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Suspects Say They Were Tortured

Published: October 18, 2005 (Issue # 1114)


MOSCOW Three men recently acquitted of terrorism charges, including two former Guantanamo Bay prisoners, accused law enforcement agencies on Friday of torturing them to force confessions.

A jury in Tatarstan in September acquitted Timur Ishmuratov, Ravil Gumarov and Fanis Shaikhutdinov of charges of involvement in the January explosion of a gas pipeline in the Tatarstan city of Bugulma.

The acquittal was a rare case of suspects being acquitted of terrorism charges in a country that has been hit by a string of devastating terrorist attacks. Prosecutors said they would appeal the ruling.

Ishmuratov and Gumarov are among seven Russian men who were released from Guantanamo last year and returned to Russia. After being briefly held in jail in southern Russia, they were freed after investigators found no evidence of their involvement in the Taliban movement.

The pipeline exploded on Jan. 8, but it caused no casualties. Citing initial police reports, rights groups claimed the blast was caused by technical problems, not criminals.

But the three men were arrested on suspicion of involvement in the explosions.

They said at a news conference Friday that law enforcers had severely beaten them, deprived them of food and sleep and tortured them with gas masks.

Shaikhutdinov said he spent the first five days of his detention without any sleep, one wrist handcuffed to the bars of his jail cell so as to prevent him from sitting down.

At night we would stand and during the day they allowed us to sit down, telling us meanwhile to admit that we had acquired explosives, he said.

Shaikhutdinov said regional police and security officers had beat him several days in a row, trying to get him to confess involvement in the pipeline explosion and accuse his comrades.

Then I fell and they continued beating me as I was lying with their hands and legs, aiming at my kidneys and groin and stomach, Shaikhutdinov said bitterly.

He also said law enforcement officers had put a gas mask on him, periodically turning off the flow of oxygen and making him breathe cigarette smoke, which caused him to suffocate and vomit.

Gas masks and electric shock are common in Tatarstan, said Gumarov, who also said he was tortured.





 


ALL ABOUT TOWN

Friday, Oct. 31


Put your grammar and logical thinking to the test in a fun and friendly environment during the British Book Centers Board Game Evening starting at 5 p.m. today. The event is free and all are welcome to attend.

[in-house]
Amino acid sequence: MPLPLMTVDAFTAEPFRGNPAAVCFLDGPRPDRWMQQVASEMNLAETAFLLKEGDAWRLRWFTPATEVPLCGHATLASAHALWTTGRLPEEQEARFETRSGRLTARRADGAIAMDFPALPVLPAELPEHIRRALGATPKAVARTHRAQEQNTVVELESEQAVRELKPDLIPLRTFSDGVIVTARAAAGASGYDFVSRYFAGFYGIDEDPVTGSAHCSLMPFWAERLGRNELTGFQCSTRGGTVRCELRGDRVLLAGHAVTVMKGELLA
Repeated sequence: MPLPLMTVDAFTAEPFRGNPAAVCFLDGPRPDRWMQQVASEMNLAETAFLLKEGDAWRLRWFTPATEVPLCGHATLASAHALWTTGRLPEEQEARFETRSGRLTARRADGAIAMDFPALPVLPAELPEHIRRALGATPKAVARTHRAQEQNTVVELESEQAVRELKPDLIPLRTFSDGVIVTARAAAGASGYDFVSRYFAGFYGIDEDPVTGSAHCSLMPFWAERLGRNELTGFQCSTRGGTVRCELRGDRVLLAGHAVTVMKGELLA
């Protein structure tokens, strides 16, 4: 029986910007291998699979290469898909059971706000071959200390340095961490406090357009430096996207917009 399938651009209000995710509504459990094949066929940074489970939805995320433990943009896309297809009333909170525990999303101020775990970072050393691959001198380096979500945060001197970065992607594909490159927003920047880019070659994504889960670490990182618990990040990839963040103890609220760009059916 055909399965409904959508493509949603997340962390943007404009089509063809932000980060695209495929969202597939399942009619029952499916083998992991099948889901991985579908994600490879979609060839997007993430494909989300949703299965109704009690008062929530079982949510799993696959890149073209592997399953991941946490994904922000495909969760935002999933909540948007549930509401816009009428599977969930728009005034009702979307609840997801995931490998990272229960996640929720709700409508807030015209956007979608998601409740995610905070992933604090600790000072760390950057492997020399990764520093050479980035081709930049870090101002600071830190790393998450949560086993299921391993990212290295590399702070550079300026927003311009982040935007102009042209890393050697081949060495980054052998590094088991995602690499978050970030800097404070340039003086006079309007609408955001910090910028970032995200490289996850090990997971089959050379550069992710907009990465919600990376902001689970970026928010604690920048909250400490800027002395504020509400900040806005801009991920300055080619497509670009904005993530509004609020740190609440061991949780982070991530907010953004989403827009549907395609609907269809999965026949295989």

Saturday, Nov. 1


The men and women who dedicate their lives to fitness get their chance to compete for the title of best body in Russia at todays Grand Prix Fitness House PRO, the nations premier bodybuilding competition. Not only will men and women be competing for thousands of dollars in prizes and a trip to represent their nation at Mr. Olympia but sporting goods and nutritional supplements will also be available for sale. Learn more about the culture of the Indian subcontinent during Diwali, the annual festival of lights that will be celebrated in St. Petersburg this weekend at the Culture Palace on Tambovskaya Ul. For 100 rubles ($2.40), festival-goers listen to Indian music, try on traditional Indian outfits and sample dishes highlighting the culinary diversity of the billion-plus people in the South Asian superpower.



Sunday, Nov. 2


Check out the latest video and interactive games at the Gaming Festival at the Mayakovsky Library ending today. Meet with the developers of the popular and learn more about their work, or learn how to play one of their creations with the opportunity to ask the creators themselves about the exact rules.



Monday, Nov. 3


Non-athletes can get feed their need for competition without breaking a sweat at the Rock-Paper-Scissors tournament this evening at the Cube Bar at Lomonosova 1. Referees will judge the validity of each matchup award points to winners while the citys elite fight for the chance to be called the best of the best. Those hoping to play must arrange a team beforehand and pay 200 rubles ($4.80) to enter.



Tuesday, Nov. 4


Attend the premiere of Canadian director Xavier Dolans latest film Mommy at the Avrora theater this evening. The fifth picture from the 25-year-old, it is the story of an unruly teenager but the most alluring (or unappealing) aspect is the way the film was shot: in a 1:1 format that is more reminiscent of Instagram videos than cinematic art. Tickets cost 400 rubles ($9.60) and snacks and drinks will be available.



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